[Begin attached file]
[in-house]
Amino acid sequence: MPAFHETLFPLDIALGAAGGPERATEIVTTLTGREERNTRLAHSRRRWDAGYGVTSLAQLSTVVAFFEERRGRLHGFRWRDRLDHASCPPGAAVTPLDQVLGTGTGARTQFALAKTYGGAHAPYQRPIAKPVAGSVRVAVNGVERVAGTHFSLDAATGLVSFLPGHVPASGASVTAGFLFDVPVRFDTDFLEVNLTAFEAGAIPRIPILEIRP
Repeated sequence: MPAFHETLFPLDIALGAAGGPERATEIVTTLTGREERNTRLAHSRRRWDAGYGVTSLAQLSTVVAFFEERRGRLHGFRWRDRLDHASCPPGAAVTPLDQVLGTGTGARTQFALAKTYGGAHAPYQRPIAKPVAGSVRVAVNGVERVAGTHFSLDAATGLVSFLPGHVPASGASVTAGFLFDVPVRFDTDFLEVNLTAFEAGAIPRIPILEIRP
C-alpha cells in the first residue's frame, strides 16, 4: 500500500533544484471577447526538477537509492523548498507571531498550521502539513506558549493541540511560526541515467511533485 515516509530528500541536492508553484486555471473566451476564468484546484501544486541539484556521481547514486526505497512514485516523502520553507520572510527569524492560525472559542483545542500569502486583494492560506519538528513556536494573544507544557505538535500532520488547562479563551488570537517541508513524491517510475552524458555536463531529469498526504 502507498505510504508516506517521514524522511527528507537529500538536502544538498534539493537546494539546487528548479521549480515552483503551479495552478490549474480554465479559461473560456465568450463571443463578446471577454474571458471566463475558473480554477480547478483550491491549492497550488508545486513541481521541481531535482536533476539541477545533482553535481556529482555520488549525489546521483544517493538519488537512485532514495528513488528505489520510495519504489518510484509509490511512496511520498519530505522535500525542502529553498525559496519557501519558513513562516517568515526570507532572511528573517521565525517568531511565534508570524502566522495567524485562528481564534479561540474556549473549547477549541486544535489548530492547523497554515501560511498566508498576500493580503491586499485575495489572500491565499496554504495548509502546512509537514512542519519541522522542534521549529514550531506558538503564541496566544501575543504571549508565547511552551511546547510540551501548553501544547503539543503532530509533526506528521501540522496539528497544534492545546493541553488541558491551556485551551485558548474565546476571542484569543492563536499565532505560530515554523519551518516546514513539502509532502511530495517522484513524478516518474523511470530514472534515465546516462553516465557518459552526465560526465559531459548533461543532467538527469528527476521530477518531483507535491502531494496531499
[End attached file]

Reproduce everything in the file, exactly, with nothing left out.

[in-house]
Amino acid sequence: MPAFHETLFPLDIALGAAGGPERATEIVTTLTGREERNTRLAHSRRRWDAGYGVTSLAQLSTVVAFFEERRGRLHGFRWRDRLDHASCPPGAAVTPLDQVLGTGTGARTQFALAKTYGGAHAPYQRPIAKPVAGSVRVAVNGVERVAGTHFSLDAATGLVSFLPGHVPASGASVTAGFLFDVPVRFDTDFLEVNLTAFEAGAIPRIPILEIRP
Repeated sequence: MPAFHETLFPLDIALGAAGGPERATEIVTTLTGREERNTRLAHSRRRWDAGYGVTSLAQLSTVVAFFEERRGRLHGFRWRDRLDHASCPPGAAVTPLDQVLGTGTGARTQFALAKTYGGAHAPYQRPIAKPVAGSVRVAVNGVERVAGTHFSLDAATGLVSFLPGHVPASGASVTAGFLFDVPVRFDTDFLEVNLTAFEAGAIPRIPILEIRP
C-alpha cells in the first residue's frame, strides 16, 4: 500500500533544484471577447526538477537509492523548498507571531498550521502539513506558549493541540511560526541515467511533485 515516509530528500541536492508553484486555471473566451476564468484546484501544486541539484556521481547514486526505497512514485516523502520553507520572510527569524492560525472559542483545542500569502486583494492560506519538528513556536494573544507544557505538535500532520488547562479563551488570537517541508513524491517510475552524458555536463531529469498526504 502507498505510504508516506517521514524522511527528507537529500538536502544538498534539493537546494539546487528548479521549480515552483503551479495552478490549474480554465479559461473560456465568450463571443463578446471577454474571458471566463475558473480554477480547478483550491491549492497550488508545486513541481521541481531535482536533476539541477545533482553535481556529482555520488549525489546521483544517493538519488537512485532514495528513488528505489520510495519504489518510484509509490511512496511520498519530505522535500525542502529553498525559496519557501519558513513562516517568515526570507532572511528573517521565525517568531511565534508570524502566522495567524485562528481564534479561540474556549473549547477549541486544535489548530492547523497554515501560511498566508498576500493580503491586499485575495489572500491565499496554504495548509502546512509537514512542519519541522522542534521549529514550531506558538503564541496566544501575543504571549508565547511552551511546547510540551501548553501544547503539543503532530509533526506528521501540522496539528497544534492545546493541553488541558491551556485551551485558548474565546476571542484569543492563536499565532505560530515554523519551518516546514513539502509532502511530495517522484513524478516518474523511470530514472534515465546516462553516465557518459552526465560526465559531459548533461543532467538527469528527476521530477518531483507535491502531494496531499